Why your cash is no good at these bars and coffee shops

Bars and restaurants start refusing cash as it not only saves costs, time, and energy but also keeps robbers away
23 April 2018

Restaurants and pubs are increasingly accepting bitcoins and cards and saying no to cash. Source: Shutterstock

Do you dream of a cashless society? One where payments and remittances will be painless and instantaneous? Can you imagine how much money, time, effort, and other resources it will save you?

It’s actually a growing trend that businesses around the world are exploring – and not just hotels chains and retail outlets but cash-rich businesses in the food and beverage industry too are starting to say no to cash.

In fact, according to the Manchester Evening News, it’s something that bars and cafes in Manchester are exploring too. The publication recently featured Sandbar, a pub on Grosvenor Street in Manchester which has gone completely digital, accepting card and cryptocurrency payments instead of cash.

Why cash is no longer king

The interview of Sandbar’s Manager,  Ash Wright, brought some interesting facts to light:

“The cost involved in servicing cash was completely unbalanced compared with card payments. It was costing us 40 hours of management time a week auditing it, counting it, banking it, doing all the cash sheets and till sheets,” said Wright.

Wright also explained that the pub has already saved around GBP 1,200 (US$1681) has been saved straight away in annual banking charges by the move, which will also free up staff to focus on other tasks.

Although he agreed that technically they hadn’t saved any money on wages as yet, the time they now have will be more profitable because they can invest it in more productive things.“We can allocate time to something better: sorting the website out, doing our own payroll, spending time looking at our electricity suppliers,” said Wright.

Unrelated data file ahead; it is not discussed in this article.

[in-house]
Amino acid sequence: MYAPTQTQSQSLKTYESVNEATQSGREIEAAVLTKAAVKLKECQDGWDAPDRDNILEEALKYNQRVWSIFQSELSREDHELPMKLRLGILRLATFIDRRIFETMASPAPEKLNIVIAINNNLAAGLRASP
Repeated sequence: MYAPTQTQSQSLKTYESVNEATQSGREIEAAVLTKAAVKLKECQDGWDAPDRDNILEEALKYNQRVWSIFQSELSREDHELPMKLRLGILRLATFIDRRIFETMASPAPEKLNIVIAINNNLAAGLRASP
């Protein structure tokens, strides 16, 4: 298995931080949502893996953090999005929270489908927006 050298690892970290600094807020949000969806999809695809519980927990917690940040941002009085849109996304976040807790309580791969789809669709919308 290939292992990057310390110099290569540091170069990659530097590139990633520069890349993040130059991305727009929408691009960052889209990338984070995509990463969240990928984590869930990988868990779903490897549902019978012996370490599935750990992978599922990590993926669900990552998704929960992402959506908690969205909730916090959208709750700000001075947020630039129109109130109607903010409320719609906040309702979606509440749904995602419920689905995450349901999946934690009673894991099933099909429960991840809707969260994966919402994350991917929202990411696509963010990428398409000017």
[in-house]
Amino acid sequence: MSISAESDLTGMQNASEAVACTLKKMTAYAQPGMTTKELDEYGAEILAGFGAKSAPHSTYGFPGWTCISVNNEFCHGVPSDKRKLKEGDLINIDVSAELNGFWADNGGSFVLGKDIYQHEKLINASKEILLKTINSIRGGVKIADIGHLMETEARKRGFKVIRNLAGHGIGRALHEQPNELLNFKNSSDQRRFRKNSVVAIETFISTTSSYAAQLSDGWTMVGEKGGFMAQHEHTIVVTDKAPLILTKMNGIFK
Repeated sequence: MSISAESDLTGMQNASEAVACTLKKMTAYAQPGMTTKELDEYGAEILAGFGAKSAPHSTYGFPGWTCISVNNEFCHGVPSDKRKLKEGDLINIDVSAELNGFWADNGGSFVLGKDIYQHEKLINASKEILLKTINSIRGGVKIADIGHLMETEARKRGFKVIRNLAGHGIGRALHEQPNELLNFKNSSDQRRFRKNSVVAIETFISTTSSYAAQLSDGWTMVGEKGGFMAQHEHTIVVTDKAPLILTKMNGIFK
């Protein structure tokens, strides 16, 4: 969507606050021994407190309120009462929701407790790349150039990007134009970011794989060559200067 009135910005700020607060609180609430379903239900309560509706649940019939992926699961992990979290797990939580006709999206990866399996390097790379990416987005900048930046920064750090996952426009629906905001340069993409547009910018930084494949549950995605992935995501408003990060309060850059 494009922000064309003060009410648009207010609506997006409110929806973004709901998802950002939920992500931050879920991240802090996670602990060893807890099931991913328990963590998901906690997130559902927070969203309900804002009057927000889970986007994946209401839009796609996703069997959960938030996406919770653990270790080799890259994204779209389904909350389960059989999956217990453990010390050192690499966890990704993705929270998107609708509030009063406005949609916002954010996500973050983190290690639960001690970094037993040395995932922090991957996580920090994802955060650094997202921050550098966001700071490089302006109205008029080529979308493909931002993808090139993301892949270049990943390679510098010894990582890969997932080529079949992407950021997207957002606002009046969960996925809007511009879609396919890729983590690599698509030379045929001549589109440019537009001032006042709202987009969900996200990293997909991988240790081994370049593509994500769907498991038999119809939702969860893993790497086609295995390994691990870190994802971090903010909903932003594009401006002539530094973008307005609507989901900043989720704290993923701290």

One of Wright’s most insightful observations was that 10 years ago, 95 percent of their take was cash. In the last two years, it dropped down very sharply to 25 percent. This is true of the industry as a whole – as is the trend.

At home in the US, All 28 of our Tender Greens’ outlets, about 77 of sweetgreen’s outlets, a Starbucks outlet in Seattle, and Shake Shack at Astor Place, New York are all toying with this idea.

Going cashless keeps burglars away

Wright pointed out that cutting out cash kept the waiters and staff safe. “There have always been robberies in bars but recently there have been a few with guns. It suddenly became more of a serious risk. I don’t want a gun in my face and it’s not something my staff should have to risk as part of their job,” he said.

And it’s a valid point that several other restaurant owners agree with.

In fact, the tragic robbery-gone-wrong at Barcelona Wine Bar in Atlanta last year prompted several restaurants to go cashless, according to WSB-TV. Tyisha Fernandes of the channel spoke to a few restaurant owners and they said they don’t want a bunch of cash in their restaurants to give armed robbers a reason to target them.

The media group also spoke to the CEO of the Atlanta Restaurant Association, Karen Bremer. She said that 81 percent of customers who spend money in restaurants nationwide are using debit or credit cards.

From the data, whether far away in Manchester, or at home in the US, it doesn’t look like going cashless will make a dent in the revenues for restaurants. With the time, cost, and resource savings, going cashless might actually prove to be useful.